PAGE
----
Determining the number of sperm whales in each population—and whether a stock is increasing or decreasing over time—helps resource managers assess the success of enacted conservation measures. Our scientists collect information and present these data in annual stock assessment reports.
NOAA conducts research on the acoustic environment of cetaceans, including sperm whales. Acoustics is the science of how sound is transmitted. This research increases our understanding of the basic acoustic behavior of whales, dolphins, and fish; maps the acoustic environment; and develops better methods to locate cetaceans using autonomous gliders and passive acoustic arrays.
Acoustics are used to monitor hearing levels and feeding behavior in sperm whales. We also study how underwater noise affects the way sperm whales behave, eat, interact with each other, and move within their habitat.
Currently, NOAA Fisheries’ goal is to re-examine the stock designations for every stock managed using molecular genetic data. We use the genetic data to determine patterns of relatedness within groups of sperm whales encountered at sea. These data shed light on the evolution of sociality at sea and the nature of social bonds in groups of free-ranging whales.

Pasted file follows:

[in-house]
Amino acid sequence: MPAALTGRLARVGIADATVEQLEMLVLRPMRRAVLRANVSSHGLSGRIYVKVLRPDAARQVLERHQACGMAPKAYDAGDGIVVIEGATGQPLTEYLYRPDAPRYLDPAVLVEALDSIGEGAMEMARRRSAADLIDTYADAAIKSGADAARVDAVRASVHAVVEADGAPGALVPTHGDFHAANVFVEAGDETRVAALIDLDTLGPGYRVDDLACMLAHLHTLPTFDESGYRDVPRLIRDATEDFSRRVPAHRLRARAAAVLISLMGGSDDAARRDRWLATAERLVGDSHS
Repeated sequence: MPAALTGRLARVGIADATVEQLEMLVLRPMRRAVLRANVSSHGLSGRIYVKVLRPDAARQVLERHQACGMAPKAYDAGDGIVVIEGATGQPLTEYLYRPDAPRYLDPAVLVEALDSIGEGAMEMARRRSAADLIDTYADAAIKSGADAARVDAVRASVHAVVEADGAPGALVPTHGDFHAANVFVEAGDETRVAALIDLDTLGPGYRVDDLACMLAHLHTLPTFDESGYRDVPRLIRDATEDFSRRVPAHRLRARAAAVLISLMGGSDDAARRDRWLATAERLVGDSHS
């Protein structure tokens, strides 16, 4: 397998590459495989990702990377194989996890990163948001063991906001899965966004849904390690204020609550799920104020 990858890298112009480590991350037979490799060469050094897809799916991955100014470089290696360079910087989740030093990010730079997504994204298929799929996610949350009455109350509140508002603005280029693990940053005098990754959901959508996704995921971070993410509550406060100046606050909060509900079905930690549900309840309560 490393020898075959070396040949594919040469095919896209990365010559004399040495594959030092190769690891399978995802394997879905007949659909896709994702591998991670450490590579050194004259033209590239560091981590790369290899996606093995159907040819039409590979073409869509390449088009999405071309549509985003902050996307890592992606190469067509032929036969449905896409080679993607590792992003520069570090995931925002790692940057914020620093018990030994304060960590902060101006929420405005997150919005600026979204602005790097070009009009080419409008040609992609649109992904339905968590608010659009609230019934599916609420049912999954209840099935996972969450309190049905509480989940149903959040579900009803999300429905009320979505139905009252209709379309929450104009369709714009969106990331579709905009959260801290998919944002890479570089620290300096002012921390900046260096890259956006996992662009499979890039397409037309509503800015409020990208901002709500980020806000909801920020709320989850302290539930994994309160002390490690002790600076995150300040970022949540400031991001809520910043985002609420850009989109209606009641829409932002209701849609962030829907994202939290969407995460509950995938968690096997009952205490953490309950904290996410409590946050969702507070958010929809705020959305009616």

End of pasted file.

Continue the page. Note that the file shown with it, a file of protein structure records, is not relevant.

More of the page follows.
Sperm whales have been tagged in an effort to learn more about foraging behavior, movement patterns, and core home ranges.
Biological Opinion - Liberty Oil and Gas Development and Production Plan Activities, Beaufort Sea, Alaska
Endangered Species Act (ESA) Section 7(a)(2) Biological Opinion - NMFS Consultation Number: AKR-2018-9747
Biological Opinion for Construction at the City Dock and Ferry Terminal in Tenakee Springs, Alaska and Issuance of Incidental Harassment Authorization
ESA consultation on modifications to the Tenakee Springs Ferry Terminal
Biological opinion on the proposed Biorka Island Dock Replacement Project at Sitka, Alaska, and its effects...
and associated Proposed Issuance of an Incidental Harassment Authorization in Dutch Harbor, Unalaska,...
Data & Maps
Spacial data and maps of critical habitat and Endangered Species Act (ESA) threatened and endangered...